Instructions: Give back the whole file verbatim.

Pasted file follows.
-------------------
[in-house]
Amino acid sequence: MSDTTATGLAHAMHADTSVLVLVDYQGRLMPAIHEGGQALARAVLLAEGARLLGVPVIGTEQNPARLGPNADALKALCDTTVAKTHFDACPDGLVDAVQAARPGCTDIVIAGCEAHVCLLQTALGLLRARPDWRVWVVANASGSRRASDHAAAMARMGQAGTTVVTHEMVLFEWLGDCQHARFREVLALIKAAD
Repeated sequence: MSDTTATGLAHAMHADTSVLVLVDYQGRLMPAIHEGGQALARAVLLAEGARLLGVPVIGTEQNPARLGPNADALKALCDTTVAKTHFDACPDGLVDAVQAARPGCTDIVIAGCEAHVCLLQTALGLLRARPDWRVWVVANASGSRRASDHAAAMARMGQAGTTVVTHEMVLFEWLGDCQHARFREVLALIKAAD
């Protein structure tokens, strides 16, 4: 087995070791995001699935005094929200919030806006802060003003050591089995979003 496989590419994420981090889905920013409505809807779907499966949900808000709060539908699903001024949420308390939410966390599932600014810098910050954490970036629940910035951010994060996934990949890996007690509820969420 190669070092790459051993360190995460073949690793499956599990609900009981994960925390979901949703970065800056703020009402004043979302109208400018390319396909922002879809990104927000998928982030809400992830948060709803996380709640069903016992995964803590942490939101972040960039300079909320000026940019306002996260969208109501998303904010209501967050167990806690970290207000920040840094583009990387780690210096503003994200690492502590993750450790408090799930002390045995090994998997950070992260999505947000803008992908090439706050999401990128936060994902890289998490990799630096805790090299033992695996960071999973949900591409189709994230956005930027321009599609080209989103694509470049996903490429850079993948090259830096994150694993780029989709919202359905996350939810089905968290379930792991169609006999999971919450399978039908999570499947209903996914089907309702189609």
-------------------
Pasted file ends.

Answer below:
[in-house]
Amino acid sequence: MSDTTATGLAHAMHADTSVLVLVDYQGRLMPAIHEGGQALARAVLLAEGARLLGVPVIGTEQNPARLGPNADALKALCDTTVAKTHFDACPDGLVDAVQAARPGCTDIVIAGCEAHVCLLQTALGLLRARPDWRVWVVANASGSRRASDHAAAMARMGQAGTTVVTHEMVLFEWLGDCQHARFREVLALIKAAD
Repeated sequence: MSDTTATGLAHAMHADTSVLVLVDYQGRLMPAIHEGGQALARAVLLAEGARLLGVPVIGTEQNPARLGPNADALKALCDTTVAKTHFDACPDGLVDAVQAARPGCTDIVIAGCEAHVCLLQTALGLLRARPDWRVWVVANASGSRRASDHAAAMARMGQAGTTVVTHEMVLFEWLGDCQHARFREVLALIKAAD
């Protein structure tokens, strides 16, 4: 087995070791995001699935005094929200919030806006802060003003050591089995979003 496989590419994420981090889905920013409505809807779907499966949900808000709060539908699903001024949420308390939410966390599932600014810098910050954490970036629940910035951010994060996934990949890996007690509820969420 190669070092790459051993360190995460073949690793499956599990609900009981994960925390979901949703970065800056703020009402004043979302109208400018390319396909922002879809990104927000998928982030809400992830948060709803996380709640069903016992995964803590942490939101972040960039300079909320000026940019306002996260969208109501998303904010209501967050167990806690970290207000920040840094583009990387780690210096503003994200690492502590993750450790408090799930002390045995090994998997950070992260999505947000803008992908090439706050999401990128936060994902890289998490990799630096805790090299033992695996960071999973949900591409189709994230956005930027321009599609080209989103694509470049996903490429850079993948090259830096994150694993780029989709919202359905996350939810089905968290379930792991169609006999999971919450399978039908999570499947209903996914089907309702189609």